“The person who tries to live alone will not succeed as a human being. His heart withers if it does not answer another heart. His mind shrinks away if he hears only the echoes of his thoughts and finds no other inspiration.” Pearl S. Buck

Being of a monastic nature, I find this to be difficult to include others. However, we need others to succeed and advance, if only to provide support. Succeeding is more often than not an effort of a group rather than just one person.

“To laugh often and much; to win the respect of intelligent people and the affection of children; to earn the appreciation of honest critics and endure the betrayal of false friends; to appreciate beauty; to find the best in others; to leave the world a bit better, whether by a healthy child, a garden patch or a redeemed social condition; to know even one life has breathed easier because you have lived. This is to have succeeded.” Ralph Waldo Emerson

Many times, I have heard this quote at commencement speeches in lectures on success by motivational speakers, yet a little more of it sinks in each time. Perhaps Emerson was ahead of his time as I read his words in the last two lines; it becomes so significant that success has made another’s life easier, a compelling statement in our selfish society of excess and greed.

“It is only as we develop others that we permanently succeed.” Harvey S. Firestone

Success is how we leave others as we walk away; the difference we make is the level at which we change the environment around us and, in some instances, our ability not to make a change and still accomplish something.

“My definition of success is total self-acceptance. We can obtain all the material possessions we desire quite easily; however, attempting to change our deepest thoughts and learn to love ourselves is a monumental challenge. We may achieve success in our business lives, but it never quite means as much if we do not feel good inside. Once we feel good about ourselves inside, we can genuinely lend ourselves to others.” Victor Frankl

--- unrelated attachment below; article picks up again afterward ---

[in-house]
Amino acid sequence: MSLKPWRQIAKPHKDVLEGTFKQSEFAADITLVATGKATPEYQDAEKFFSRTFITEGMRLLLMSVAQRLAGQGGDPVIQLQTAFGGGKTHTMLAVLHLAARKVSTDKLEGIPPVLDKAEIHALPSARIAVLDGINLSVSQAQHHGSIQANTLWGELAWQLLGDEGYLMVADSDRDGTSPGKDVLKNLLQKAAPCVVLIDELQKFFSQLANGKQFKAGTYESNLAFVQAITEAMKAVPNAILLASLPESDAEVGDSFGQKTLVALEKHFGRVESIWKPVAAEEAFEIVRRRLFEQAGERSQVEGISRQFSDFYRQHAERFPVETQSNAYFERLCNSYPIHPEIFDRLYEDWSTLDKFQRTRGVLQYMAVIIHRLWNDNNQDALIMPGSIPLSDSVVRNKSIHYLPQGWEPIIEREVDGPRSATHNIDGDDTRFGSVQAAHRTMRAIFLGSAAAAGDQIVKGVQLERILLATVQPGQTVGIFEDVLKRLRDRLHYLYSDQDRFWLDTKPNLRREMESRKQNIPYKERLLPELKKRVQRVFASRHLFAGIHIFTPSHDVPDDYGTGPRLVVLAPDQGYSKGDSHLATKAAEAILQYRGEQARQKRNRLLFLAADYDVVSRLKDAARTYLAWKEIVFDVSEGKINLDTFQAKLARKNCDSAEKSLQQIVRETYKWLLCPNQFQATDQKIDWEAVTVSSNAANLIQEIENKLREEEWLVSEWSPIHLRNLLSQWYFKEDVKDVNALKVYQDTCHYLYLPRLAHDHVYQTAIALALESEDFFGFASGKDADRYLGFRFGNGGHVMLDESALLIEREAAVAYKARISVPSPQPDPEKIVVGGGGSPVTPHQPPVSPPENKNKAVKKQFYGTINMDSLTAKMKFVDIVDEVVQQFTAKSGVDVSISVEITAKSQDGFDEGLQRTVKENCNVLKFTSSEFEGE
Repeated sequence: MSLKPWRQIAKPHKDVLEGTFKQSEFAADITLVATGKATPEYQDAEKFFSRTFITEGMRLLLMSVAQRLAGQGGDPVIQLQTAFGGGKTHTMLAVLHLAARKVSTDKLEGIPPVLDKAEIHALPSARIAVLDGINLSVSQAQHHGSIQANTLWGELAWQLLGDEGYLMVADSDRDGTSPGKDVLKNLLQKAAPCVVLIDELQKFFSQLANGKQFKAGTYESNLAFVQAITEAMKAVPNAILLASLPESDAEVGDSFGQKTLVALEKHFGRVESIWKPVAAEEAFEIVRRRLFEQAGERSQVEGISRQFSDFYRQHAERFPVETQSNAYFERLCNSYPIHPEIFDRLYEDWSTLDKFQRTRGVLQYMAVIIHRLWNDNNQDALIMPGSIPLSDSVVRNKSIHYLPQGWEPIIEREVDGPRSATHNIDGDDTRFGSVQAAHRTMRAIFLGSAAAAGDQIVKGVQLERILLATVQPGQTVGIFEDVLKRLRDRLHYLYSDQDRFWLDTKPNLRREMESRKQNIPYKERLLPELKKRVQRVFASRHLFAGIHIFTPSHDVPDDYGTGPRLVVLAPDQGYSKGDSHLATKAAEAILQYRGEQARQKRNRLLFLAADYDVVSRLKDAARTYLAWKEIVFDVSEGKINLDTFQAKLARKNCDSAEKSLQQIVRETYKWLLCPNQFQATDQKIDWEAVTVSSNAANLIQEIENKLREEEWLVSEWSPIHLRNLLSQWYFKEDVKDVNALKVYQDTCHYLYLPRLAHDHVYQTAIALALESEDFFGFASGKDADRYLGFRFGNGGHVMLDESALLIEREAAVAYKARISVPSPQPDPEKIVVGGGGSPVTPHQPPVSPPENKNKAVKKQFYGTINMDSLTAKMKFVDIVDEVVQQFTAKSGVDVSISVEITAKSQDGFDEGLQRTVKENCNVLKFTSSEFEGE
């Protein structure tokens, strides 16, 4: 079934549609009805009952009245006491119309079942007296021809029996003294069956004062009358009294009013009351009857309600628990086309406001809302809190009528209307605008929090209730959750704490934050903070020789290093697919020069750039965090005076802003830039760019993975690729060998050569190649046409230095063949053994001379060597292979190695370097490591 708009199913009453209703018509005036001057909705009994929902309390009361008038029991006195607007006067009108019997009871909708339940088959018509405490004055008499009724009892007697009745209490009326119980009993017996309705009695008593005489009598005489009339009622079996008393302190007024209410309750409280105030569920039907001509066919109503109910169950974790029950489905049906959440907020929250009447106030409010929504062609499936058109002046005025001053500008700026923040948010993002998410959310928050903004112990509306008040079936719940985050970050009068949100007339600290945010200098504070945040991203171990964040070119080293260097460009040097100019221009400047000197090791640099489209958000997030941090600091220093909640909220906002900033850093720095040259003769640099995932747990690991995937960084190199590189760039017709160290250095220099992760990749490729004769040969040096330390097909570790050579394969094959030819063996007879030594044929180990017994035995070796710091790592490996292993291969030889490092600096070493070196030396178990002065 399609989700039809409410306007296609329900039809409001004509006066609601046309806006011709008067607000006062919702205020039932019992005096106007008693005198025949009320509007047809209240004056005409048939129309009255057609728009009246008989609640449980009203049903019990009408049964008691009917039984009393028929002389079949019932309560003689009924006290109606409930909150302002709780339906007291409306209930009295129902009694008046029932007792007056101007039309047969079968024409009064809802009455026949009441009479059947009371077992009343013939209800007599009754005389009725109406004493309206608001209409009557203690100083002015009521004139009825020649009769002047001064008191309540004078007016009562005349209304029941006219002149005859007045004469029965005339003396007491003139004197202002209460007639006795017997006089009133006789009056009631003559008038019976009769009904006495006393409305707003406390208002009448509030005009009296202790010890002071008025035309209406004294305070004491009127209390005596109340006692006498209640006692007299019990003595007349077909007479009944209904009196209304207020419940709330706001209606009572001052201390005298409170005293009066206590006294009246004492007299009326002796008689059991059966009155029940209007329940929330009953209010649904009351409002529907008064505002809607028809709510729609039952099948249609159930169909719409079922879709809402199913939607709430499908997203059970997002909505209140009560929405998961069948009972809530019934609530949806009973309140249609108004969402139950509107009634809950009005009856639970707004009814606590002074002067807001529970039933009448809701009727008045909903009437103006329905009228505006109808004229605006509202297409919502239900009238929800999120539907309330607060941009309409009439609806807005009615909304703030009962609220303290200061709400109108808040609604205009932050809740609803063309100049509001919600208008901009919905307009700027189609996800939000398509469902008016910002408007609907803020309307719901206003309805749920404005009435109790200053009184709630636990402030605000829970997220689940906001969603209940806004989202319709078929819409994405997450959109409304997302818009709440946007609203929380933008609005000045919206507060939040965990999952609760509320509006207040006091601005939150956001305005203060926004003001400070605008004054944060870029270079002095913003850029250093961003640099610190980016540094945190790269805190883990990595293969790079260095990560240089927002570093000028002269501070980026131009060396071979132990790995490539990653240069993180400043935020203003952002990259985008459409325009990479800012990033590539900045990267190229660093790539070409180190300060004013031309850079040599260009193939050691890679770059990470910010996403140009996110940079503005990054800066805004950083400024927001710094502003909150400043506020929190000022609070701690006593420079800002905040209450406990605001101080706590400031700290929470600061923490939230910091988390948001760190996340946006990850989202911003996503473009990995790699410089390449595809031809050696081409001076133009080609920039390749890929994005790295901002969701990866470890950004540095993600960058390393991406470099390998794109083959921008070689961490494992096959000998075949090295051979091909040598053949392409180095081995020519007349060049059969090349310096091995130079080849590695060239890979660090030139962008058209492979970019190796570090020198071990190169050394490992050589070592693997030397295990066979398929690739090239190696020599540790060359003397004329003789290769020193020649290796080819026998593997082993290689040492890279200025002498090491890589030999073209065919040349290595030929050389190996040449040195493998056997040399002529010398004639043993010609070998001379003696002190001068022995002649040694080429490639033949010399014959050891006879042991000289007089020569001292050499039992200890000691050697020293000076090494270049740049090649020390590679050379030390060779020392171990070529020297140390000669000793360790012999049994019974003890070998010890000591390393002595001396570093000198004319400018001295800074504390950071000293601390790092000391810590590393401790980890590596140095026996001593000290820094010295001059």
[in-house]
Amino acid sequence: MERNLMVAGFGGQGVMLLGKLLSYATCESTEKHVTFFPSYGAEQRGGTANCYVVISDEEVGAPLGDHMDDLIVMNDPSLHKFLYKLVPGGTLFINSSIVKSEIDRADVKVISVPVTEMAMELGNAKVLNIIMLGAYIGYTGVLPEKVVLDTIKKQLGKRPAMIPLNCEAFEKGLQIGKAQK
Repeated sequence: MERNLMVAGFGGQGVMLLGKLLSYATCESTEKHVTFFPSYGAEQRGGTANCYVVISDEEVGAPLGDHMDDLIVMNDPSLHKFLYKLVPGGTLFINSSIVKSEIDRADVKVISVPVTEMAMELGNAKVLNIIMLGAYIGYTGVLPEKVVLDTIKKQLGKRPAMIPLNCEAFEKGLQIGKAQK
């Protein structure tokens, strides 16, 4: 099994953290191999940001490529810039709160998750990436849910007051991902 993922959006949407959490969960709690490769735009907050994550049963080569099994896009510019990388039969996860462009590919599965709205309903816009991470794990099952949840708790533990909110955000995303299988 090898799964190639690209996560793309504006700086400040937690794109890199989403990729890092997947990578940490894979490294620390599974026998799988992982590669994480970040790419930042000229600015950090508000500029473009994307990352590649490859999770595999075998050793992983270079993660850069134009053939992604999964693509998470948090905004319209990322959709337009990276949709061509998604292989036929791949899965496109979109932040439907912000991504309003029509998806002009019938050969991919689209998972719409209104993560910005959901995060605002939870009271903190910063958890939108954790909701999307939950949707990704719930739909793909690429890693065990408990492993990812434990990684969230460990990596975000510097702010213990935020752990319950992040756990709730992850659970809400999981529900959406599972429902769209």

Seeing ourselves honestly and learning to love ourselves is crucial to succeeding genuinely. Success is about us and how we affect the world and others. Success can be a minute difference in what is happening around us. Success can be a simple elevation of a friend or the attainment of a goal. Success is effort, yet success can be attained with the heart and the body.

“Success is not the key to happiness. Happiness is the key to success. If you love what you are doing, you will be successful.” Albert Schweitzer

As I was reading quotes and articles today to write this morning, it was interesting how success was defined by various people down through history. Many wealthy people explained success in wealth accumulation, yet others looked at the word as a gauge of human involvement. Numerous approaches and comparisons are available as I looked; accomplishment, outcome, and achievement were all listed as definitive words for success as I read.

As I think back to two of the quotes I used today, Dr. Schweitzer spoke of happiness as the key; this man was a musician extraordinaire he played in concert halls all over Europe and used those funds to run a hospital in Africa in the 1930s till his death many years later. His success in life was his practice of medicine where he was needed. Emerson, as he indicates, defines success as the difference you make in another’s life. As I look closer at myself, I truly believe success is a word needing others to determine. It is about your impact and difference on others, and success is not measured in volume as in quality. Suppose we take quality defined by Phillip Crosby, which exceeds expectations and draws a loose, simple parallel. Then success is exceeding others’ expectations. A week is drawing to an end and, as I have for many years now, ended my daily entries; please keep all in harm’s way on your mind and your hearts and always give thanks namaste.

My family and friends, I do not say this lightly,

Mitakuye Oyasin

(We are all related)